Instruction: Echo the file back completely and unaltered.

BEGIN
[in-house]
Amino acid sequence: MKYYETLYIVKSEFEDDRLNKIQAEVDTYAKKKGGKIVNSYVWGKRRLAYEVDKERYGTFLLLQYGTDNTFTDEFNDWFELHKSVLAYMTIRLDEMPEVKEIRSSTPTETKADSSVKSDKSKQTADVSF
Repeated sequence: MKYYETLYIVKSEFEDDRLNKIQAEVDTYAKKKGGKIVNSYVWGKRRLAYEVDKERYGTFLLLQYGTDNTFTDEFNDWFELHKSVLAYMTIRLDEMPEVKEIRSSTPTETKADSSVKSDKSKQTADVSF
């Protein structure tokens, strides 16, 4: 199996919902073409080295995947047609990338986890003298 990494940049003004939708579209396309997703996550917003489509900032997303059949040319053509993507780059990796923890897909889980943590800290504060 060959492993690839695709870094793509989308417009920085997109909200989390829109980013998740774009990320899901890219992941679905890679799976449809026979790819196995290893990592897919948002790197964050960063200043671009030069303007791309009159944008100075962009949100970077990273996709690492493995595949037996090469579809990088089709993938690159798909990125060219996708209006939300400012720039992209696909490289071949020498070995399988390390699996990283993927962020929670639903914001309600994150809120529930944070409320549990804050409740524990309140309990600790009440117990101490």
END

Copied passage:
[in-house]
Amino acid sequence: MKYYETLYIVKSEFEDDRLNKIQAEVDTYAKKKGGKIVNSYVWGKRRLAYEVDKERYGTFLLLQYGTDNTFTDEFNDWFELHKSVLAYMTIRLDEMPEVKEIRSSTPTETKADSSVKSDKSKQTADVSF
Repeated sequence: MKYYETLYIVKSEFEDDRLNKIQAEVDTYAKKKGGKIVNSYVWGKRRLAYEVDKERYGTFLLLQYGTDNTFTDEFNDWFELHKSVLAYMTIRLDEMPEVKEIRSSTPTETKADSSVKSDKSKQTADVSF
């Protein structure tokens, strides 16, 4: 199996919902073409080295995947047609990338986890003298 990494940049003004939708579209396309997703996550917003489509900032997303059949040319053509993507780059990796923890897909889980943590800290504060 060959492993690839695709870094793509989308417009920085997109909200989390829109980013998740774009990320899901890219992941679905890679799976449809026979790819196995290893990592897919948002790197964050960063200043671009030069303007791309009159944008100075962009949100970077990273996709690492493995595949037996090469579809990088089709993938690159798909990125060219996708209006939300400012720039992209696909490289071949020498070995399988390390699996990283993927962020929670639903914001309600994150809120529930944070409320549990804050409740524990309140309990600790009440117990101490």